I feel that whilst direct payments are now available, societies views in general haven’t quite caught up yet. We still as a society assume that people who need care; people like me, are not meant to be involved in their care. One of the things I found before I transferred from organised structured social care companies to direct payments was I felt dictated to, with decisions imposed upon me. Direct payments empower me to be involved and yet that still surprises the majority of people, I do wonder if and when attitudes will change.
I am fortunate that I can be part of the interview and selection process for my support, I am fortunate that my daughter enables and empowers me to be a part of this. She knows that I need her guidance and advise, I know I couldn’t as yet be the person who undertakes all the paperwork and other issues that evolve from being an employer. I am grateful my daughter is able to take on that role but we agreed at the outset I would be involved in my care.
My daughter is obviously aware of my limitations and my mental health and she ensures everything is organised so I don’t need to worry. She deals with staffing issues, holidays and sickness leave and she organises the payroll and time sheets. When it comes to recruitment she organises the adverts and the application forms and at interviews she helps me to organise the questions we are going to ask. She takes a clear active role in the whole process and yet the decision regards who we employ is a joint one.
I wonder though about those who don’t have someone to help, how do they manage to organise all these issues. Does their local authority offer the support they need and does it really empower them in the way it should. I once attended a meeting about direct payments organised by my local council and it became apparent that most people there were not receiving support because of their mental health. The fact is very few people who need support as a result of a mental illness are encouraged to use direct payments, I believe that’s wrong. Unless that changes, then how can societies attitudes change about service users being present at interviews. Unless hospitals and care homes include service users on selection panels how can it become the norm to be inclusive and not exclude.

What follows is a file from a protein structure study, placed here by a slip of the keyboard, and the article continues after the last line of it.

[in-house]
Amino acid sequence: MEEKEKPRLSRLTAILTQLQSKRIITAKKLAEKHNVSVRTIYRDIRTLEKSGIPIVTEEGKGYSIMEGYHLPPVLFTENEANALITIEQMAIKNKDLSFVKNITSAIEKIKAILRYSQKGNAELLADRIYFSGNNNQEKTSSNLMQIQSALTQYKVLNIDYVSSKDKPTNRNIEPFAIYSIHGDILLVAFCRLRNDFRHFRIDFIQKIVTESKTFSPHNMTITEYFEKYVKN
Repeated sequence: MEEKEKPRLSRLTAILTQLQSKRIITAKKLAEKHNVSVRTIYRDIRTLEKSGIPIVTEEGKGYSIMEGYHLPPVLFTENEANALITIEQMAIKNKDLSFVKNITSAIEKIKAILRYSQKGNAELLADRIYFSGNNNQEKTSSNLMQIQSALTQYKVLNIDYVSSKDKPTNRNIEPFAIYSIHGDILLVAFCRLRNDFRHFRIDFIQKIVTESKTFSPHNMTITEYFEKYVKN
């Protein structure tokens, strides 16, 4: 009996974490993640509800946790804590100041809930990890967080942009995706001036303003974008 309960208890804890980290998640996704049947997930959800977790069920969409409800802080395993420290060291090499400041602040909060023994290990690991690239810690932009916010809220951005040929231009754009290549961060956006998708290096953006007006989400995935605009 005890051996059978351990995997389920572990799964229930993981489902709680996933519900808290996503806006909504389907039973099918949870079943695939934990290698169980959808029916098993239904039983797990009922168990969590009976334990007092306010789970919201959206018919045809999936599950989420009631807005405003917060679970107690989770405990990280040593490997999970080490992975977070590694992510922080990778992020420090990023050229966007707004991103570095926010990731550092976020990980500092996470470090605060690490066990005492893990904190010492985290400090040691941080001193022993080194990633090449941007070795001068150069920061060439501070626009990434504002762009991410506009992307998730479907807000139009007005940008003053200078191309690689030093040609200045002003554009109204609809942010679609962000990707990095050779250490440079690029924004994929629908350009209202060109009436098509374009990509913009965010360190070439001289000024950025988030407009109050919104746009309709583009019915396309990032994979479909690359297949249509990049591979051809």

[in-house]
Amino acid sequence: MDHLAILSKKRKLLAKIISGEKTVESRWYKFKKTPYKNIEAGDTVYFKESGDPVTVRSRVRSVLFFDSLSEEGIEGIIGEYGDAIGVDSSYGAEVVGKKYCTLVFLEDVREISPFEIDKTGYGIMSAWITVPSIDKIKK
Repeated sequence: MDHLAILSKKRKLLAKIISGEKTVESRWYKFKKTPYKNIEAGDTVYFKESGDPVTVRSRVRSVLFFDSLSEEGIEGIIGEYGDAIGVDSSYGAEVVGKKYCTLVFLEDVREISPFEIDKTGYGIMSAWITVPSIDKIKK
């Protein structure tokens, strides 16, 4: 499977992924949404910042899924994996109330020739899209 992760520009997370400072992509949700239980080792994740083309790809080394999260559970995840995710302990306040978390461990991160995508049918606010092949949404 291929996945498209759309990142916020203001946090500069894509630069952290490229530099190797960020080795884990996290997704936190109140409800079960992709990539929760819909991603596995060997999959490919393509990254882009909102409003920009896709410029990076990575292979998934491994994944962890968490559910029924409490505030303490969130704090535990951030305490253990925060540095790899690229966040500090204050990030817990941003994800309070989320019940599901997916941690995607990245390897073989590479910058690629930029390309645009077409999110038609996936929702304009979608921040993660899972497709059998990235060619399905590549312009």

I did sit through all the interviews and I feel it went well, we are having a really tough time making the right decision over who to employ. We were blessed with some really great candidates and now my daughter and I are trying to evaluate those individuals to determine who is best for the job. I know I couldn’t do this without her support and her guidance to keep me on track, I doubt she realises how much it means to be allowed to be involved in my care. But it means so much to have a choice, to be able to make decisions and not to feel dictated too.
I know that I couldn’t make any choice if I wasn’t present at interviews and given these people will work with me in my home, it is right that I get to be involved in choosing who my support workers are.
Copyright DID Dispatches 2014
Please note this blog is not a criticism of any of the people who I interviewed last weekend, neither will anyone’s surprise at my participation in the interview process play any part in the decision we finally make.